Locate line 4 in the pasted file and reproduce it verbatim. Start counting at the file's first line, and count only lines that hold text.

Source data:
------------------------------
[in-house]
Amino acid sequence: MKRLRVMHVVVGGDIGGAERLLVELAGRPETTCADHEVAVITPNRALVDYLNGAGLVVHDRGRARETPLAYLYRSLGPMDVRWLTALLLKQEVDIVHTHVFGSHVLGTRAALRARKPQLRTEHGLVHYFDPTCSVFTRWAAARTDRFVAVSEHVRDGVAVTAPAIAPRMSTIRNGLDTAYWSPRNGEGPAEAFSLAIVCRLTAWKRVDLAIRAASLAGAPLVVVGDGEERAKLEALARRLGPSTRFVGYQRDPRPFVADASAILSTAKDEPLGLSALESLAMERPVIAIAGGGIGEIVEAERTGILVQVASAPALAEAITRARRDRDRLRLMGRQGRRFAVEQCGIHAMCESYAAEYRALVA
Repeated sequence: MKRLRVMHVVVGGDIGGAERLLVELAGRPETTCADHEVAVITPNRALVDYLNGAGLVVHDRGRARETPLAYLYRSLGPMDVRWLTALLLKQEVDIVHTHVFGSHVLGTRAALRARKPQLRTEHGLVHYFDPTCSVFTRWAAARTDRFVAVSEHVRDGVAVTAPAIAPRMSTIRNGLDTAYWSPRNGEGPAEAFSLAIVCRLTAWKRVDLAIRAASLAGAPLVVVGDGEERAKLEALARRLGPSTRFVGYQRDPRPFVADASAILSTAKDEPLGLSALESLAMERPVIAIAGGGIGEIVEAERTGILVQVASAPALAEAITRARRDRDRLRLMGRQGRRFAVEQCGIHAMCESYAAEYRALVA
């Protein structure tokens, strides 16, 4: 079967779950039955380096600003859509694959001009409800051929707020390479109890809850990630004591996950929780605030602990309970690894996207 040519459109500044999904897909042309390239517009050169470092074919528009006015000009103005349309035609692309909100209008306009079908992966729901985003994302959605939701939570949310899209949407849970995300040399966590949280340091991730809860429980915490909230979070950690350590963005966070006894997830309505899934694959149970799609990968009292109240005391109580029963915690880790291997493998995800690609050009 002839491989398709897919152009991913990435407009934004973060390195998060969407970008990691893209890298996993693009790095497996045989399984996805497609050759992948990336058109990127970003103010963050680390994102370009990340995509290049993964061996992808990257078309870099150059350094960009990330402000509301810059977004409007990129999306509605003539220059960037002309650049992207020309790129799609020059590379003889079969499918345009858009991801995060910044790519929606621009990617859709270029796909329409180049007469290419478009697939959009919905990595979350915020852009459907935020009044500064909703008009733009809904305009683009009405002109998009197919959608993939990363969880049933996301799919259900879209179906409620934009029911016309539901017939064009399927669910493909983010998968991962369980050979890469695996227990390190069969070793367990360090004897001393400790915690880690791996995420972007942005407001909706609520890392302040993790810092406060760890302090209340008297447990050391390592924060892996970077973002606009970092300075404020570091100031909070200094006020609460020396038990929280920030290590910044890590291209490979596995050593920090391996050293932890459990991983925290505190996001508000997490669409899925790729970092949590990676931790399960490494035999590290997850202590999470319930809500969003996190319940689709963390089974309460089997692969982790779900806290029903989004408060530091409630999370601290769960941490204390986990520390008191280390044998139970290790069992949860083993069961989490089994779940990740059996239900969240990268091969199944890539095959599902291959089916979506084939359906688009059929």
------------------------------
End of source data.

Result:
């Protein structure tokens, strides 16, 4: 079967779950039955380096600003859509694959001009409800051929707020390479109890809850990630004591996950929780605030602990309970690894996207 040519459109500044999904897909042309390239517009050169470092074919528009006015000009103005349309035609692309909100209008306009079908992966729901985003994302959605939701939570949310899209949407849970995300040399966590949280340091991730809860429980915490909230979070950690350590963005966070006894997830309505899934694959149970799609990968009292109240005391109580029963915690880790291997493998995800690609050009 002839491989398709897919152009991913990435407009934004973060390195998060969407970008990691893209890298996993693009790095497996045989399984996805497609050759992948990336058109990127970003103010963050680390994102370009990340995509290049993964061996992808990257078309870099150059350094960009990330402000509301810059977004409007990129999306509605003539220059960037002309650049992207020309790129799609020059590379003889079969499918345009858009991801995060910044790519929606621009990617859709270029796909329409180049007469290419478009697939959009919905990595979350915020852009459907935020009044500064909703008009733009809904305009683009009405002109998009197919959608993939990363969880049933996301799919259900879209179906409620934009029911016309539901017939064009399927669910493909983010998968991962369980050979890469695996227990390190069969070793367990360090004897001393400790915690880690791996995420972007942005407001909706609520890392302040993790810092406060760890302090209340008297447990050391390592924060892996970077973002606009970092300075404020570091100031909070200094006020609460020396038990929280920030290590910044890590291209490979596995050593920090391996050293932890459990991983925290505190996001508000997490669409899925790729970092949590990676931790399960490494035999590290997850202590999470319930809500969003996190319940689709963390089974309460089997692969982790779900806290029903989004408060530091409630999370601290769960941490204390986990520390008191280390044998139970290790069992949860083993069961989490089994779940990740059996239900969240990268091969199944890539095959599902291959089916979506084939359906688009059929």